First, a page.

IFAD in Sudan: putting inclusive rural transformation into practice

by Mia Madsen (NEN) and Anja Rabezanahary (PTA)

It was a unique experience. A total of 35 male and female staff members from four IFAD-financed projects in Sudan spent 10 days together in Wad Madani, Gezira State (22-31 October 2017) to build their knowledge and skills on the IFAD piloted Gender Action Learning System (GALS) methodology. Staff from IFAD-funded projects have a history of being inspired from peer-to-peer knowledge sharing, and have participated in several Learning Routes abroad where they have witnessed the transformative changes GALS can bring for men and women in rural areas. As a result they have adopted the methodology in their own areas of intervention and are now willing to advance the GALS implementation in Sudan, learn more about specific GALS-tools and get better control of the implementation process.

SDP Community Development and Gender officers drawing their vision for the Unit

In response to such demand, a GALS workshop was jointly organized by the IFAD country office, the IFAD Policy and Technical Advisory Division and the Central Coordination Unit for IFAD-funded projects in Sudan, with financial support of the Government of Norway. The ten days provided sufficient time to learn about the basic tools and principles of GALS, to understand their use at project level and to develop facilitation skills to roll out at community level. The workshop included eight days of practical exercises and two days of field work. The overall goal of the workshop was to launch a change catalyst process in rural Sudan and prepare the four projects (SUSTAIN, LMRP, SDP and BIRDP) for the advanced phase of GALS applied in areas such as agri-business, value chain development, natural resource management and inclusive rural finance.

The leadership and social empowerment map, one the basic GALS tool

Sudan is the first country within the IFAD Near East, North Africa, Europe Division where the GALS methodology is being piloted. It is a welcome tool to enhance economic empowerment of women in a region where women face challenges in access to economic opportunities, productive resources, land and credit and decision-making at all levels.

Catalysing change at community level

As part of the training participants visited some rural communities and asked them to envision their future (the first basic GALS tool). Men and women of different generations came together to draw individually and collectively their dreams. With the use of visuals and drawings, no one was left behind; each community member was guaranteed one voice, one drawing.
The exercise created a big interest among the community members and the participants were impressed by a young girl who stood up in front of local leaders, male and female adults and children to share her dream. She wanted to become a teacher and identified that the main barrier to her dream is child marriage.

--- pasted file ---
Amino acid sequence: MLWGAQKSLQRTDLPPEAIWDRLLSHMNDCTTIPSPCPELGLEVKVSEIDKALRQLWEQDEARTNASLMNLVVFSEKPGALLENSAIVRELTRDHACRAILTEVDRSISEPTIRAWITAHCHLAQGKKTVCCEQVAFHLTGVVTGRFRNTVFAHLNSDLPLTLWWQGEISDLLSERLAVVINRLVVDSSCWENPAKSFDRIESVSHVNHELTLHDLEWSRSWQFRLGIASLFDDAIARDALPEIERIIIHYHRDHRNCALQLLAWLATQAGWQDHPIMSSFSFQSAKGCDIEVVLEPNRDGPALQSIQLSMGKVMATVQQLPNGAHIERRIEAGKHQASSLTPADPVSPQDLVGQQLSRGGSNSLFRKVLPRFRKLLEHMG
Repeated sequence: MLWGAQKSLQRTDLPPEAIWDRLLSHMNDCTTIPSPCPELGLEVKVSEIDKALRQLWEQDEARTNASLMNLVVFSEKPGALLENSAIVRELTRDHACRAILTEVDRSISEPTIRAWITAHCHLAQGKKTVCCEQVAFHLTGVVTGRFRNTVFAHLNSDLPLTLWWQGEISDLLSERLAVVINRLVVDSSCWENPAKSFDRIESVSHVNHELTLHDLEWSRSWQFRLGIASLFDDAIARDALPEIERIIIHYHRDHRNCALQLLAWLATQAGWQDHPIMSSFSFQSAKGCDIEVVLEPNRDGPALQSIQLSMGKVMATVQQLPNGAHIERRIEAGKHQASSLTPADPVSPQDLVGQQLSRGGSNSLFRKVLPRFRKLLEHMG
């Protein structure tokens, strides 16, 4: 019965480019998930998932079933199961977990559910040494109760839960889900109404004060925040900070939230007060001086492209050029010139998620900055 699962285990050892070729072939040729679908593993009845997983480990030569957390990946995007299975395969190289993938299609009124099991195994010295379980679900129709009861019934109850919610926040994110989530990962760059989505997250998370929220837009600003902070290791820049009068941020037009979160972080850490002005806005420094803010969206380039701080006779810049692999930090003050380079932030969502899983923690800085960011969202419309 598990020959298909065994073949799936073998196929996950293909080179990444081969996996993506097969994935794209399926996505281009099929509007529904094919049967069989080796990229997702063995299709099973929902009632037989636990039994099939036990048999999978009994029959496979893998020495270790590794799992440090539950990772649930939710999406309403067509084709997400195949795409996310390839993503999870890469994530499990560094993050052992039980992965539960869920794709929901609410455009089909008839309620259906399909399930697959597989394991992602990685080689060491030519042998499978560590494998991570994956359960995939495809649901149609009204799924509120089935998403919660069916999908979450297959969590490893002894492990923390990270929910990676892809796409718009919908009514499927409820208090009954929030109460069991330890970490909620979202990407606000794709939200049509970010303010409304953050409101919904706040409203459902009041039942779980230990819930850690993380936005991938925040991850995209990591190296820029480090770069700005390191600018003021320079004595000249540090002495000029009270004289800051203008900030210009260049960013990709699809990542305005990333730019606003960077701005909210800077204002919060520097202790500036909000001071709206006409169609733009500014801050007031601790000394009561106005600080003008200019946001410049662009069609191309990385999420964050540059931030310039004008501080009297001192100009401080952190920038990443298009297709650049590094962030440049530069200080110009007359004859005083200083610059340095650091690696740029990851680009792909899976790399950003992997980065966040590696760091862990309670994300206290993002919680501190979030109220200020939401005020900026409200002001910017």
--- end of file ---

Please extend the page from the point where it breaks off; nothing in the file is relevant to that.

A girl child sharing her vision of her future with community members

In discussions, illiteracy was identified as a main challenge for the empowerment of women and girls at community level. Imagine the results if a community decided to take action on child marriage and allow more young girls to become teachers? The community would have more literate people with better chances of increasing their individual and collective dreams.

On the second day, participants drew the gender balance tree (another basic tool) with men, women and children to stimulate self-awareness on imbalances and identify actions to “balance the tree”.

Mapping the road for inclusive rural transformation

The workshop ended with a planning exercise where each project committed to implement the GALS as part of their community development and extension activities. For instance, the BIRDP project aims to empower the communities through improvement of male and female participation at individual, household and community level in the Butana area.

How does GALS work?

The first phase of the GALS process is designed to initiate changes of mindset and behaviour of men and women of different ages/status so that individuals, households and communities are ready for rural transformation. When people are taking actions for change, they become receptive and take the risk to be part of value chains, use formal services such as rural finance and plan for efficient use of their resources. The advanced tools can be introduced once people have started seeing results of the basic tools and once they have learned to share their ideas and dreams with others. For instance, in the development of the sorghum value chain in Sudan, the IFAD projects and beneficiaries will be able to envision the future of that crop and develop a “sorghum vision calendar”, analyse and address the specific challenges with a “sorghum challenge action tree”, involve equitably all household members with a “household sorghum tree”, and gain sustainable and inclusive market access with a “sorghum market map”. Those are just examples of the possible tools that can be introduced at a later stage of a GALS process and how they can improve quality of impacts in a value chain development effort.

Closing ceremony of the GALS workshop, Wad Medani, 31 October 2017

The training ended with the participants officially naming 2018 as the year for GALS in Sudan. Let us stay tuned and follow closely how the results of piloting GALS in Sudan and how it will support the projects to achieve effective inclusive rural transformation for men, women and youth.

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